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Bring Oktoberfest to You With These Traditional German Foods

Go on, reach under your bed and dust off those lederhosen -- suspenders look good on you. With Oktoberfest kicking off on September 22, pretzels and beer are probably on a lot of people’s minds. You’ll definitely find these at the festival -- which runs through October 7 -- along with a host of German specialties.

Since a plane ticket to this annual event can often break the bank...why not bring Oktoberfest to you? Here are some of our favorite German foods that you can order right to your door. (And don’t forget to BYOB: a pilsner, kölsch or hefeweizen will pair nicely with any of our selections.)

Weisswurst, currywurst and bratwurst are traditional, delicious German sausages. Cut them with a fork and knife or eat them like a hot dog: pop ‘em in a bun and top ‘em with sauerkraut and spicy mustard.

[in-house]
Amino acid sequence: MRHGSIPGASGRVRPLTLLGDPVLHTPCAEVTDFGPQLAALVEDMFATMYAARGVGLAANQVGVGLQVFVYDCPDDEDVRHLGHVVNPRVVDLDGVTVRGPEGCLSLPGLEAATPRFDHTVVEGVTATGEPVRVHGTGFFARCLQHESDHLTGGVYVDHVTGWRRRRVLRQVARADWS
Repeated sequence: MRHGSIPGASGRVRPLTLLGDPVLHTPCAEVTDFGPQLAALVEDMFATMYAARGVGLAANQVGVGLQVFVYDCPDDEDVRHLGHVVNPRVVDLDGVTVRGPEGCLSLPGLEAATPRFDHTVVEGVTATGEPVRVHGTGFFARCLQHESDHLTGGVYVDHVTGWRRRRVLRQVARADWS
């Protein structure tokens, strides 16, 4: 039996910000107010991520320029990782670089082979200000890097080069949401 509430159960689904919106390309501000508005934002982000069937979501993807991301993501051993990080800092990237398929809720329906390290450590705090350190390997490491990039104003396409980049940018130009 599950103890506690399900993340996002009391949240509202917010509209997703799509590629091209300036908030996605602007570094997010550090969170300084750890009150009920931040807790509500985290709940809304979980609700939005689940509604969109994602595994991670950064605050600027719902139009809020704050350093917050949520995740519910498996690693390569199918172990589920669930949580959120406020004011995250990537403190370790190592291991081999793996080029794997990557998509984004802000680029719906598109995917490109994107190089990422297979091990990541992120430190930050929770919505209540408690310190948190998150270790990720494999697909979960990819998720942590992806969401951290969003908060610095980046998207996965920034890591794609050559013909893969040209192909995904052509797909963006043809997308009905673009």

Of course these made the list. We might often eat these at baseball games or on a city street corner…but this doughy, salty, handheld snack was indeed created by our German friends. With simply a sprinkling of salt on top, rip these and dip them in sweet or spicy mustard for an extra burst of flavor.

Think: tiny, doughy dumplings tossed with butter. Just in case you were wondering…yes, cheese späetzle is a thing and is essentially the German version of mac & cheese.

Known in Germany as hendl, you’ll see row upon row of chickens roasting at Oktoberfest. Eat this solo or add some accoutrements — like kartoffelsalat (potato salad) or rotkohl (red cabbage) — on the side.

As it starts to get chilly outside, this hearty German dish is worth a try. Akin to a pot roast, the meat is marinated for multiple days with a variety of seasonings, water and vinegar. You might see dumplings (knödel or our friend späetzle) alongside the roast as well.